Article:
Building speed discovery

Classical Guitar technique: studies, scales, arpeggios, theory
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robert e
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Re: Building speed discovery

Postby robert e » Tue Nov 01, 2016 5:06 pm

Tom Poore wrote:I am, of course, speaking of my own experience. But I believe one can hear the difference between a guitarist who relies on excessive tension for speed and one who does it in a less tense way. In the video below, scroll ahead to the 6:02 mark, where the two players trade fast scales:

Speed can be done either way. Given a choice, I have my own preference. Your mileage may vary.

Tom Poore
South Euclid, OH
USA

Excellent example! Thank you!

And that led me to this video talk by the same guitarist, Marco Tamayo, on speed. Note that he never mentions speed, nor is that what the lesson is nominally about. Instead, he talks about the illusion of "difficulty", and he talks about engaging "difficult" passages to make them simple and fluid.

I think we guitarists, like everyone else, too easily become impressed with and concerned with speed itself, forgetting that speed is a by-product of approach and technique--a symptom of mastery, not a path to it.


Youtube

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markodarko
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Re: Building speed discovery

Postby markodarko » Tue Nov 01, 2016 5:46 pm

[advice removed]
Last edited by markodarko on Thu Nov 03, 2016 3:34 pm, edited 1 time in total.
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astro64
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Re: Building speed discovery

Postby astro64 » Tue Nov 01, 2016 7:31 pm

A big mistake is to push too far too fast. I am by no means fast and have no need to be. I am interested in the process (can I learn to play fast?) more than the need to play fast. I am giving myself lots of time to chip away at the edges. One success bit is that I can play tremolo very comfortably at high speed. I have been practicing it only to get the feel of fast playing for the RH with no feeling of effort. I don't care too much about tremolo in pieces but I will go there too some time. What helped was the realization that it has to feel entirely natural, you cannot get there by tension. Second, use other finger combinations than pami. Those don't go as fast for me, but they seem to help even out the pami pattern (the famous gallop). In mi alternation I demand the same ease and I won't push it faster if it doesn't come easy. So 110-120 feels ok right now. Left hand isn't there yet. Again, I don't have a time table, I don't need to make a living playing the guitar. For mi or im alternation, rasgueados help I think. For those too, no tension allowed. Speed is not the first goal, relaxed and light feeling is. My biggest worry would be focal dystonia or some such condition. I think that pushing beyond once's comfortable speed is a risk factor. Whenever I cannot feel clear awareness of each finger, I back off. Note that "awareness" is not the same as controlling each finger. You can't control each finger at high speed. But you can sense if all your fingers are moving as they should, and that none of them are running to keep up.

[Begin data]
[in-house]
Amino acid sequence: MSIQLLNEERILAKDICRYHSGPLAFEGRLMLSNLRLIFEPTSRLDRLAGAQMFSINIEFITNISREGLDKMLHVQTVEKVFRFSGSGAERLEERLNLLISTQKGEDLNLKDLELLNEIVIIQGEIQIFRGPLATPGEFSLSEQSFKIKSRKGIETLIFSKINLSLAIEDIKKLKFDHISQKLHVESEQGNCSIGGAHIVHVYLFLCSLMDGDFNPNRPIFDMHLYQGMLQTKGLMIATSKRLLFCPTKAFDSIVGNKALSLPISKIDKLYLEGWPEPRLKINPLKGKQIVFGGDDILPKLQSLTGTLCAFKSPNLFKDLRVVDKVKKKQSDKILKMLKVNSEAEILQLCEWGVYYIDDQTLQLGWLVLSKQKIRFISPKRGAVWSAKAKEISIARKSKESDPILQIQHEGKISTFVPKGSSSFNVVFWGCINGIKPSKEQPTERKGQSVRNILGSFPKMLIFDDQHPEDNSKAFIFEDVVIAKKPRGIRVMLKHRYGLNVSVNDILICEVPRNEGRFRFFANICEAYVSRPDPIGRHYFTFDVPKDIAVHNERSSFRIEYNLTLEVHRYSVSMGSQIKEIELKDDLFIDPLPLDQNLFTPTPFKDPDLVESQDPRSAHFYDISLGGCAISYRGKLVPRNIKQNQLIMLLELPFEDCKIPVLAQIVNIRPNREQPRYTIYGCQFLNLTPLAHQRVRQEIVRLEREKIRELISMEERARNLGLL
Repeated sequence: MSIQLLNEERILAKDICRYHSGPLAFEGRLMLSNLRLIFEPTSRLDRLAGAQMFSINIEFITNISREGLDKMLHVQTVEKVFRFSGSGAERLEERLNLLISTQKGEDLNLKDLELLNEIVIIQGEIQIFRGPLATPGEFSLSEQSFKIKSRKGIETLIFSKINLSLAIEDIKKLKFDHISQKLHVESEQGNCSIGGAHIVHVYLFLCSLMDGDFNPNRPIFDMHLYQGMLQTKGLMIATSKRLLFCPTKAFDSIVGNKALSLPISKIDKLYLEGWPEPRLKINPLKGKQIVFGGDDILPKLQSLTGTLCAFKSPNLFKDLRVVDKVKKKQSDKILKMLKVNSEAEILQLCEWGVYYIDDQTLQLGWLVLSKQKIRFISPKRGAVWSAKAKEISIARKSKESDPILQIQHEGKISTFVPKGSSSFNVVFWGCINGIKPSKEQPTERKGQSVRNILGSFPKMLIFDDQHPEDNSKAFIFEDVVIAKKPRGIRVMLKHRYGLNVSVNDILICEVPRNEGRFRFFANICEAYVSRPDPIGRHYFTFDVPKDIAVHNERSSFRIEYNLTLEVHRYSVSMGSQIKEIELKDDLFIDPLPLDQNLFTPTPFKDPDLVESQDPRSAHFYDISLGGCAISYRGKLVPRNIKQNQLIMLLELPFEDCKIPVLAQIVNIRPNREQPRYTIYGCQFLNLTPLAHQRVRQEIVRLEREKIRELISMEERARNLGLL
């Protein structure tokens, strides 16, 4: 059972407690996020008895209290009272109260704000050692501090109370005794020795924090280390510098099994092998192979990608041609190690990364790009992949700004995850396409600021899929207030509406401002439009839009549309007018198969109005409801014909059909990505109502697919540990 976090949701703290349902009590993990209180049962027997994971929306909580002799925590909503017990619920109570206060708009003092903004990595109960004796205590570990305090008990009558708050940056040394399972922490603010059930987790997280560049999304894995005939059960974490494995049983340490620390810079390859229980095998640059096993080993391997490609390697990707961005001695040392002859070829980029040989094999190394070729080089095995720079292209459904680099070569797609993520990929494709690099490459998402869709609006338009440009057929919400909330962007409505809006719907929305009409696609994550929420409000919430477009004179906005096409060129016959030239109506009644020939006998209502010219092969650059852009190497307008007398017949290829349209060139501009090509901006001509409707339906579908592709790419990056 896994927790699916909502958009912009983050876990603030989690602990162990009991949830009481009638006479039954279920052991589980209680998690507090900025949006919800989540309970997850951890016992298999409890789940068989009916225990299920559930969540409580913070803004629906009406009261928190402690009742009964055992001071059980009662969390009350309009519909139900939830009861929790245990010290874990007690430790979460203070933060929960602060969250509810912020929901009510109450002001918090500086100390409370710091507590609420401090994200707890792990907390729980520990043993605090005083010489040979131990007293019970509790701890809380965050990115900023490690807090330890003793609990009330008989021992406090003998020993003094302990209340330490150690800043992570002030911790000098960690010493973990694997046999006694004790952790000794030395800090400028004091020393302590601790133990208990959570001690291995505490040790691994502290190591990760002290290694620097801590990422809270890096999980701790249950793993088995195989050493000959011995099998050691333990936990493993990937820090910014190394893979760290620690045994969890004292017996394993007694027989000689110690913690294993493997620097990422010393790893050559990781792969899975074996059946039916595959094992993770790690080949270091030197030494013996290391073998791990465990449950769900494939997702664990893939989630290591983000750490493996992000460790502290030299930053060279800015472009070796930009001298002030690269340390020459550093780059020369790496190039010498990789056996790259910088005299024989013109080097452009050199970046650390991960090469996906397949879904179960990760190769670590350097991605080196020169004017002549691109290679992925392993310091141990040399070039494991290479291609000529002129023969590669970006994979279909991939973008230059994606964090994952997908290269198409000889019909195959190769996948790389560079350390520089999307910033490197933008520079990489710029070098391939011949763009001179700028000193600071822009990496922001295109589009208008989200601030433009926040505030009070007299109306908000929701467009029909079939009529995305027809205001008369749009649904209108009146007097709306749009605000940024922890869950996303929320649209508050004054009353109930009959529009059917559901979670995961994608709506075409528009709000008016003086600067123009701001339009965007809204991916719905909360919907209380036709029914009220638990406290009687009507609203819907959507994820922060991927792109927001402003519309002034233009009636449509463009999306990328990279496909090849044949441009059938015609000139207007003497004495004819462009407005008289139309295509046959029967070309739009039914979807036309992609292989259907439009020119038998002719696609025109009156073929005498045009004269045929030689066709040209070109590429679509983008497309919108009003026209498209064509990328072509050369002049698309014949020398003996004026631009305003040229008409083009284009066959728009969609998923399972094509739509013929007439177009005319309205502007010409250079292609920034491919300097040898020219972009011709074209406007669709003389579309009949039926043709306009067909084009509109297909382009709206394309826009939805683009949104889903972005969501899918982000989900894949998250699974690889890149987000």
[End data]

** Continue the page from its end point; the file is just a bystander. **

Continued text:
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guitarrista
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Re: Building speed discovery

Postby guitarrista » Tue Nov 01, 2016 9:30 pm

Earlier on I discovered that a lot of my RH's unproductive tensing at speed was from inadvertently "copying" the high-acceleration dynamics of the LH having to execute a sequence of quick and precise positioning of fingers across different strings - so my RH was tensing in anticipation and through the run without any need for it. I had to learn to separate the 'feel' of RH and LH so the RH can be completely 'zen' doing alternating i-m regardless of whether it is on a single open string or while the LH is doing some fireworks, so to speak. I am not saying that my LH is tensing unproductively - it works well - however the subconscious 'copying' of its dynamics feel into my RH was obviously badly done so that it resulted in an overall tense RH. I also realized that when practising 'synchronization' - which in itself is one of the most important skills to achieve greater speeds, I had to resist the 'synchronization' of high-acceleration dynamics between LH and RH.

I haven't seen anyone discuss this; maybe it is trivial enough insight that it is assumed everyone's got it.
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kmurdick
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Re: Building speed discovery